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Header <boost/core/invoke_swap.hpp>
Exception Safety


  • Niels Dekker
  • Joseph Gauterin
  • Steven Watanabe
  • Eric Niebler

template<class T> void invoke_swap(T& left, T& right) noexcept(see below);

The template function boost::core::invoke_swap allows the values of two variables to be swapped, using argument dependent lookup to select a specialized swap function if available. If no specialized swap function is available, std::swap is used.

The generic std::swap function requires that the elements to be swapped are assignable and copy constructible. It is usually implemented using one copy construction and two assignments (C++11 replaces copy operations with move) - this is often both unnecessarily restrictive and unnecessarily slow. In addition, where the generic swap implementation provides only the basic guarantee, specialized swap functions are often able to provide the no-throw exception guarantee (and it is considered best practice to do so where possible[1].

The alternative to using argument dependent lookup in this situation is to provide a template specialization of std::swap for every type that requires a specialized swap. Although this is legal C++, no Boost libraries use this method, whereas many Boost libraries provide specialized swap functions in their own namespaces.

boost::core::invoke_swap also supports swapping built-in arrays. Note that std::swap originally did not do so, but a request to add an overload of std::swap for built-in arrays has been accepted by the C++ Standards Committee[2].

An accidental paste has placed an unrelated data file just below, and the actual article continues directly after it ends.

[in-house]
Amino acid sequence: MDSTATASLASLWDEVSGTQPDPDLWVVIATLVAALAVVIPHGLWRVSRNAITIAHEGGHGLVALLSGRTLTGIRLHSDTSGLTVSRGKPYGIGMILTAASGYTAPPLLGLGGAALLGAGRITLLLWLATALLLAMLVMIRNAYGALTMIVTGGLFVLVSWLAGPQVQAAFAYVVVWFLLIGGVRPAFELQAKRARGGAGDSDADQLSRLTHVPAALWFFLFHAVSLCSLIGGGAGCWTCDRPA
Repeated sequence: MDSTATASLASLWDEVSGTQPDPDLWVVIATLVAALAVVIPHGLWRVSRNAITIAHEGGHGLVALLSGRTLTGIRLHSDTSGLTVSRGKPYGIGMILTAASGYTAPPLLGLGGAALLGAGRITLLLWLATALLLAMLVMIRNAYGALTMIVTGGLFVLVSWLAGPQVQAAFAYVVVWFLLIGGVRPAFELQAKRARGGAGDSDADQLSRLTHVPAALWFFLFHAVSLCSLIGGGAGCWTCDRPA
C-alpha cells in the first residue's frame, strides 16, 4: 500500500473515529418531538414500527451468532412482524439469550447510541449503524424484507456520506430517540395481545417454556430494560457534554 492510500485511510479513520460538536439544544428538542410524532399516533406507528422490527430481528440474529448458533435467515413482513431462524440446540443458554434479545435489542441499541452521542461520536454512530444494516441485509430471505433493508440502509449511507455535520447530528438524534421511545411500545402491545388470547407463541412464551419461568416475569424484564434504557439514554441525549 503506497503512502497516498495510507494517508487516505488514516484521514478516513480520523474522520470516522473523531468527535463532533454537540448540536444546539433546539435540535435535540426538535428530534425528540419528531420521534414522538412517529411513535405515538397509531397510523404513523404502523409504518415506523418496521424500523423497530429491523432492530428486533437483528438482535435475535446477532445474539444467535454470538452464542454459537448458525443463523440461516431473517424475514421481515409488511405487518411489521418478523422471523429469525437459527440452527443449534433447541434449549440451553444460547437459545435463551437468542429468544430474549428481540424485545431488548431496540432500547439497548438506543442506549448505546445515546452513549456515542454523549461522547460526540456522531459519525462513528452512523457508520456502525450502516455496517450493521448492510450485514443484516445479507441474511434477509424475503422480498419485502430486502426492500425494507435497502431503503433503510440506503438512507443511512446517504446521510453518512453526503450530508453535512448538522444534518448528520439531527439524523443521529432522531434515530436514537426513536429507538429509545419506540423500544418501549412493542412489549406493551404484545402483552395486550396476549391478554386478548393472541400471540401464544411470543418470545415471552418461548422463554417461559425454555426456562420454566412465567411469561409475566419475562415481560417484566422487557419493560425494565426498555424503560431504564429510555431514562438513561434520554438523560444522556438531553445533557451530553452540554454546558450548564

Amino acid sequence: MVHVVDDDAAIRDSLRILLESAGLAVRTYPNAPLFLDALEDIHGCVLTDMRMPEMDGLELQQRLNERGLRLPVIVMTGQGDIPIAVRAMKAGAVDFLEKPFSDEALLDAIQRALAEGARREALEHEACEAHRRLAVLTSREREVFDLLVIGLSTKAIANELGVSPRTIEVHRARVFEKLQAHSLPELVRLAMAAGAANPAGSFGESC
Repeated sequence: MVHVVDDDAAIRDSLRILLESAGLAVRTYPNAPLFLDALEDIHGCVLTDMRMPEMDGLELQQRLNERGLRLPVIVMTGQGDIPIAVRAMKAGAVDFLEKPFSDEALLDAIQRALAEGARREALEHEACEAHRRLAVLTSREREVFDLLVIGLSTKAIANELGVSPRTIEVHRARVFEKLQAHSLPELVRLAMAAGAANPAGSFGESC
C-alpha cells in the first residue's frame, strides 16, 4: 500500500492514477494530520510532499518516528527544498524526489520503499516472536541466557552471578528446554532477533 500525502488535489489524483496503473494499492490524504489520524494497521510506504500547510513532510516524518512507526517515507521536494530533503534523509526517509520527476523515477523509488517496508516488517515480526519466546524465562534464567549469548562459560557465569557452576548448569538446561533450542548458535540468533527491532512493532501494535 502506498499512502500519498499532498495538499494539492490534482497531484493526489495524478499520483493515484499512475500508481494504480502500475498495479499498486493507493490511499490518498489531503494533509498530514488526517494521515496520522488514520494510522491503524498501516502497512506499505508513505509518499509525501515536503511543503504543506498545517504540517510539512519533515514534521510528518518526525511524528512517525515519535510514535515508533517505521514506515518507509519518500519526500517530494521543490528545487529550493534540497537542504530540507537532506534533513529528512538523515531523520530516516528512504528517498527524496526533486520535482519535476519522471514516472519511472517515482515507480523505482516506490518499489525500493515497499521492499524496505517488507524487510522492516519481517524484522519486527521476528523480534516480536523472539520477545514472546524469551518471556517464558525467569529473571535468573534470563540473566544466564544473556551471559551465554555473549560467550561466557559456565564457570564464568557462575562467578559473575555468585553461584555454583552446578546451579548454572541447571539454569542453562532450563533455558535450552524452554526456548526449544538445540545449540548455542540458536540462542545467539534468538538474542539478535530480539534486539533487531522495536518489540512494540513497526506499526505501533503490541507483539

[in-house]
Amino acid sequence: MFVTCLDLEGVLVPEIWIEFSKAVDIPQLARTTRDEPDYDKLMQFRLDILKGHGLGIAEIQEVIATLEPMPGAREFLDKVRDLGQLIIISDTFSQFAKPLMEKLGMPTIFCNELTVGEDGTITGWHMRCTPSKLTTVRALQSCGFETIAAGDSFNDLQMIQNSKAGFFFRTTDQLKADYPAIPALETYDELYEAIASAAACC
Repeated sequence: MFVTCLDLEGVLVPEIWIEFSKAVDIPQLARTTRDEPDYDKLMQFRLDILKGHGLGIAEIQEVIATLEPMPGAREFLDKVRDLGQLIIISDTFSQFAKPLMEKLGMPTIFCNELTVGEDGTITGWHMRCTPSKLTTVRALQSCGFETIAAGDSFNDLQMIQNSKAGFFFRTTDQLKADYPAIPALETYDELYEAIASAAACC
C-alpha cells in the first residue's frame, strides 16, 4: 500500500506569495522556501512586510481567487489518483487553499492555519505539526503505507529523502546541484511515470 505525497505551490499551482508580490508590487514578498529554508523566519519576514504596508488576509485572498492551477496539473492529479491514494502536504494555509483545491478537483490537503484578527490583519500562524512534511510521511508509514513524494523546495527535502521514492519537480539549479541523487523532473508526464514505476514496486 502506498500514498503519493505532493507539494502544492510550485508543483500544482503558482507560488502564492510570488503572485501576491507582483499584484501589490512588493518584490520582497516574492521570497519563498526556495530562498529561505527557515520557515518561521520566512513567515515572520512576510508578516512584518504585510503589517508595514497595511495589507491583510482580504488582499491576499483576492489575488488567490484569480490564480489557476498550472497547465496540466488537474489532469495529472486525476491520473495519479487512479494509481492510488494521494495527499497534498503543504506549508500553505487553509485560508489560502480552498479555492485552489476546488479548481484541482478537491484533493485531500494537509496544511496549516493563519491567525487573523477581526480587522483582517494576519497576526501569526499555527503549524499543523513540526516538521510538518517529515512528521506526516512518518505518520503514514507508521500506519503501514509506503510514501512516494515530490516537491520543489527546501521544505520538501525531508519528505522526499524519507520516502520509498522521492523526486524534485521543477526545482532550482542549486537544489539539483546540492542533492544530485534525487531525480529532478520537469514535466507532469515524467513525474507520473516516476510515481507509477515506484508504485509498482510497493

boost::core::invoke_swap provides the same exception guarantee as the underlying swap function used, with one exception; for an array of type T[n], where n > 1 and the underlying swap function for T provides the strong exception guarantee, boost::core::invoke_swap provides only the basic exception guarantee.

In C++11 and later, boost::core::invoke_swap propagates the same noexcept specification as the one specified in the underlying swap function.


  • T must be copy assignable (since C++11: move assignable)
  • T must be copy constructible (since C++11: move constructible)


  • A function with the signature swap(T&, T&) is available via argument dependent lookup


  • A template specialization of std::swap exists for T


  • T is a built-in array of swappable elements

Several older compilers do not support argument dependent lookup. On these compilers boost::core::invoke_swap will call std::swap, ignoring any specialized swap functions that could be found as a result of argument dependent lookup.

  • Niels Dekker - for implementing and documenting support for built-in arrays
  • Joseph Gauterin - for the initial idea, implementation, tests, and documentation
  • Steven Watanabe - for the idea to make boost::swap less specialized than std::swap, thereby allowing the function to have the name 'swap' without introducing ambiguity. However, later the function was renamed to boost::core::invoke_swap to avoid potential infinite recursion.

[1] Scott Meyers, Effective C++ Third Edition, Item 25: "Consider support for a non-throwing swap"